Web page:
HMS Copra was a World War II Shore establishment which processed the pay and allowances of Royal Navy personnel serving in Combined Operations, and was located in the original building of The Moorings, located on the seafront at Largs, adjacent to the pier.
The name Copra is an acronym formed from Combined Operations pay, ratings and accounts.
Records show that some sections of HMS Copra had also been located in Southend and London. First commissioned on August 30, 1943 at Chelsea Court, London as Combined Operations pay and drafting office. Vacated on August 3, 1944. Copra (pay) moved to Largs by August 3, 1944. Copra (drafting) moved to Southend by November 1943, and to Largs by October 5, 1945. Pensioned off June 30, 1946.
War graves error
In a sad but related story, it seem that the establishment was wrongly identified as a sea-going vessel in the aftermath of the conflict. The name of HMS Copra has been reported to appear on many war graves in Normandy. Although HMS Copra was never a sea-going vessel, the name appeared in the documentation recovered from their bodies, pay books and service records, and was understandably, but unfortunately, assumed to be name of the vessel they were serving on when they lost their lives. In fact, their documents only confirmed that the men were in the Royal Navy, and assigned to Combined Operations. They would probably have been serving on, or being carried by landing craft when they were lost, and it would not have been possible to identify and record the name at the time (D-Day).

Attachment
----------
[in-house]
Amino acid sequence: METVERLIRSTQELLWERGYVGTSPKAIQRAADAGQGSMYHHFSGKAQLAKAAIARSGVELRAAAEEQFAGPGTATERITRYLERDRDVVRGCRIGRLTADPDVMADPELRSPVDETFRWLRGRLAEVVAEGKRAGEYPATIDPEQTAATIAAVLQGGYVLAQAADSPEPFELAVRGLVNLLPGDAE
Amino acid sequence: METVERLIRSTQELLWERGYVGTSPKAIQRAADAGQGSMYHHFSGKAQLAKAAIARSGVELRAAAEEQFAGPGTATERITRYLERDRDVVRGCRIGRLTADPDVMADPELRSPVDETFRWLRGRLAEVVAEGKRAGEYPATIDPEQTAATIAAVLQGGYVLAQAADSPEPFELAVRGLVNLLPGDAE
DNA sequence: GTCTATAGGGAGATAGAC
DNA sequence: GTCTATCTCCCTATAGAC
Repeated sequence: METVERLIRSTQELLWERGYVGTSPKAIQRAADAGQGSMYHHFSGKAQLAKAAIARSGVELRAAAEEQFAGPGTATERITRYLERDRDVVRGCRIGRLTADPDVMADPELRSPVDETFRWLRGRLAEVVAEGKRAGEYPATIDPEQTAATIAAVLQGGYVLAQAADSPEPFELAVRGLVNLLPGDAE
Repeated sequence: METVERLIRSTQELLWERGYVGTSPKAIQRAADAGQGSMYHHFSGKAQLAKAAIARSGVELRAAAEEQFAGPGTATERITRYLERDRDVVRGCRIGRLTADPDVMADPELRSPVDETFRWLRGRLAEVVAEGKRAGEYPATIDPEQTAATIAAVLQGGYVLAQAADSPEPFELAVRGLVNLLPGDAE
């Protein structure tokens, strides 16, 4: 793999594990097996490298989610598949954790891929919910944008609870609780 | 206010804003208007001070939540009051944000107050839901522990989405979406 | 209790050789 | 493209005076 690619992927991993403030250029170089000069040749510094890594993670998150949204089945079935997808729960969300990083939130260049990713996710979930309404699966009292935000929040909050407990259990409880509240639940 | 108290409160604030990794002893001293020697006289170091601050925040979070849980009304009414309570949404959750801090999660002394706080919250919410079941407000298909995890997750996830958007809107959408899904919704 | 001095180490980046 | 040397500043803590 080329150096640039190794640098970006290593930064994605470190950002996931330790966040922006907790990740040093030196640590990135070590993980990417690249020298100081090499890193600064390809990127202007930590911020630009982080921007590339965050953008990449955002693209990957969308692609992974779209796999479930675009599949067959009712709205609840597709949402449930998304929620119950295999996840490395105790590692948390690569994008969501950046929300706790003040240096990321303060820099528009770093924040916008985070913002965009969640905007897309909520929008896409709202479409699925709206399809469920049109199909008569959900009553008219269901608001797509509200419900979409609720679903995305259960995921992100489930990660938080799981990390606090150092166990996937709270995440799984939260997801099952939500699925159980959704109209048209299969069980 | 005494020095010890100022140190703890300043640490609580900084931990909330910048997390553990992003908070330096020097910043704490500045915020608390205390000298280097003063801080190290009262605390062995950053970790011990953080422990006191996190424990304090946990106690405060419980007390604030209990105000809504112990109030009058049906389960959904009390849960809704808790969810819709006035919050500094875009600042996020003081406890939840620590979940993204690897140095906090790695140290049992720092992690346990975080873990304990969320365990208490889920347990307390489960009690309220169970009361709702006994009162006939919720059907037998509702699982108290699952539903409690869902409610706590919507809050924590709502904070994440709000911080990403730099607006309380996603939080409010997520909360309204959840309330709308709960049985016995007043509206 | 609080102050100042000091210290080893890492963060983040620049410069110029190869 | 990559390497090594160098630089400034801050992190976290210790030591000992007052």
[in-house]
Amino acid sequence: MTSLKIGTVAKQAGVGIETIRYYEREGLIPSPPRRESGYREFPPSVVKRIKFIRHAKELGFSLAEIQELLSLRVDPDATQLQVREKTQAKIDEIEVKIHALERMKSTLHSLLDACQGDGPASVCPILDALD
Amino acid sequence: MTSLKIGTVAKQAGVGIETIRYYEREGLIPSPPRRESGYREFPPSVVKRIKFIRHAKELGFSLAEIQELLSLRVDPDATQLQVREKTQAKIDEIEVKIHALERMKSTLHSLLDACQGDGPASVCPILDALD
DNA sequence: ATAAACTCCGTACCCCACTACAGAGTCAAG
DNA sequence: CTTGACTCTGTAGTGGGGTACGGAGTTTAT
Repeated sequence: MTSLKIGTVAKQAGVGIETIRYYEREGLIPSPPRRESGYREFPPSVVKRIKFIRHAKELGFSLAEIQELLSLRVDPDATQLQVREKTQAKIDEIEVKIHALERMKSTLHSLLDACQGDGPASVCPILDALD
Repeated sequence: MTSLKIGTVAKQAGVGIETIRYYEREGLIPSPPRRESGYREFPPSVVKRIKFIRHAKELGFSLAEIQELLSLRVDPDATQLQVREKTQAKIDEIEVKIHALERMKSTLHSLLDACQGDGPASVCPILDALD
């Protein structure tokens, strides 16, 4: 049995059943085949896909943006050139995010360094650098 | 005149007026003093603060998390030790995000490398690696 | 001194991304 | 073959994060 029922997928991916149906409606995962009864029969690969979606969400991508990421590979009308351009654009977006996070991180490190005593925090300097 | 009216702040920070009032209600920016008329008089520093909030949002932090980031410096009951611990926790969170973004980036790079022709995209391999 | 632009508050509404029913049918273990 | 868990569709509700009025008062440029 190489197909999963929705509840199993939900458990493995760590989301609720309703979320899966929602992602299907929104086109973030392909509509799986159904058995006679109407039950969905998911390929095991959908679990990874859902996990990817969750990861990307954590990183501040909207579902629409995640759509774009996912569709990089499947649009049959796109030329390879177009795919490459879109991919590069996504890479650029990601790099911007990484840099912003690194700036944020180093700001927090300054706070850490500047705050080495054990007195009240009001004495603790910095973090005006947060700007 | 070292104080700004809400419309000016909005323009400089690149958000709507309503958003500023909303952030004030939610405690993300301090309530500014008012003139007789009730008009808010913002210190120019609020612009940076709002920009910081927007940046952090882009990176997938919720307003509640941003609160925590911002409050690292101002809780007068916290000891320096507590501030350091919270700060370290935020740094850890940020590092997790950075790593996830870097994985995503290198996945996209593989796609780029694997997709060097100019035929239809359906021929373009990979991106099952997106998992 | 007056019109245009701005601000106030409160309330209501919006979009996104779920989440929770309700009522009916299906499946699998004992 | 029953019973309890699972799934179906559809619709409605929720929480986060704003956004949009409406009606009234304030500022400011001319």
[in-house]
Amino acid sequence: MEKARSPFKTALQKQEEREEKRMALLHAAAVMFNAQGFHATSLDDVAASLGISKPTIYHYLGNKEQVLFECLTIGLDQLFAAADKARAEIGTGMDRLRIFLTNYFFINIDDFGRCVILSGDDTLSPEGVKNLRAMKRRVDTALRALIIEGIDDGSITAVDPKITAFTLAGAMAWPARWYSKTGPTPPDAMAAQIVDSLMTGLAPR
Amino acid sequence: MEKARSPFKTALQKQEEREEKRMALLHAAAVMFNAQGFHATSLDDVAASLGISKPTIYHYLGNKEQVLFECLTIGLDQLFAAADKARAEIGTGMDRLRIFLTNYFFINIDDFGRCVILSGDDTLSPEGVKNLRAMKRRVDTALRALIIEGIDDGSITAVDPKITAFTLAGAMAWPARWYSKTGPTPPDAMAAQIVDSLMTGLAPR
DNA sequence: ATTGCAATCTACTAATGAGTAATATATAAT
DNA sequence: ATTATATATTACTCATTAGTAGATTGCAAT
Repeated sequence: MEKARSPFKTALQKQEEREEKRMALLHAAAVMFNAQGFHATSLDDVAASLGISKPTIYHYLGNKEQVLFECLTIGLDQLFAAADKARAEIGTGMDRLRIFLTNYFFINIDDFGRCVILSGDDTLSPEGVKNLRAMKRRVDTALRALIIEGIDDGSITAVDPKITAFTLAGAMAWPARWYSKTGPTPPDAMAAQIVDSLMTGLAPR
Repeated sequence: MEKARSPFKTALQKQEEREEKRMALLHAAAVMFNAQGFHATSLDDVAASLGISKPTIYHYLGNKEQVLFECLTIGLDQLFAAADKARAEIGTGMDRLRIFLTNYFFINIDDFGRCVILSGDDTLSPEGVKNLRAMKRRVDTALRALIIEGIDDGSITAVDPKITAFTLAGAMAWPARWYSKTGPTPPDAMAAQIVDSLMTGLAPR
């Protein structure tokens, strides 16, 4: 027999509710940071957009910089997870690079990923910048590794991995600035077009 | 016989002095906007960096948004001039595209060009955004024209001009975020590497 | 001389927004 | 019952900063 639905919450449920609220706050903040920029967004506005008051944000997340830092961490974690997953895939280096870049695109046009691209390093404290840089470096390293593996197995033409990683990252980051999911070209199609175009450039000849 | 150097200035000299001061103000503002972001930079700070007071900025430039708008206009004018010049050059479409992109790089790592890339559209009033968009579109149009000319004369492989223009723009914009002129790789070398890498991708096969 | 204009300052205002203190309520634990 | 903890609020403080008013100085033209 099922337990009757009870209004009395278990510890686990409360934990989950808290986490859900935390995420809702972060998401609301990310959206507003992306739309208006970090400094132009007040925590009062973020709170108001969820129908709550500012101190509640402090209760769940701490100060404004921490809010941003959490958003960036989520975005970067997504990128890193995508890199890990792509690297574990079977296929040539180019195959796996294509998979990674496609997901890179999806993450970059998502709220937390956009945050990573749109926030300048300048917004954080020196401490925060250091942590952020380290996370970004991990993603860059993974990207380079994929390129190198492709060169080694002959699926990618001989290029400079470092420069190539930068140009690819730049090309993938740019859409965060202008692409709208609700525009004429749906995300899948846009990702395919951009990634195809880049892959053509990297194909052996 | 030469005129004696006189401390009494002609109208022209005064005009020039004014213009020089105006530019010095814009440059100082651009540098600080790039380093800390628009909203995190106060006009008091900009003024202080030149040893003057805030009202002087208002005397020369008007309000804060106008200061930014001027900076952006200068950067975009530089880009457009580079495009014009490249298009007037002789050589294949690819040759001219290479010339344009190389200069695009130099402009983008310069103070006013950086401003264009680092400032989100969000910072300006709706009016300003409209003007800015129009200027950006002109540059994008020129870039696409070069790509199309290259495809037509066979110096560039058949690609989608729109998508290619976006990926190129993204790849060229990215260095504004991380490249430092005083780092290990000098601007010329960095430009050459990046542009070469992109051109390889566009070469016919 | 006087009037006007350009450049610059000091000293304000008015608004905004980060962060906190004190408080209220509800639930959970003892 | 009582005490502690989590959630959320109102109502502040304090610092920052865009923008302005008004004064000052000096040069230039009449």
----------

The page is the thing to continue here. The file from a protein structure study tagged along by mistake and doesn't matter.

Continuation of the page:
In 1936, The Moorings café and restaurant had opened on the seafront of Largs, with its own ice-cream factory and bakery, and including a ballroom with a capacity for 1,000 people. The building was notable for its distinctive nautical design, in line with its location, having porthole windows, a third-floor sundeck, and a cut-away corner echoing the prow of a ship.
To the disappointment of many holidaymakers and long-time visitors, the original Moorings café, built c. 1935, was demolished in 1989 after flooding damaged its internal steel structure. It was replaced by a modern development following a similar exterior style, retaining the name and having a small ice-cream parlour and a few shops on the ground floor, but otherwise devoted to residential and holiday flats.
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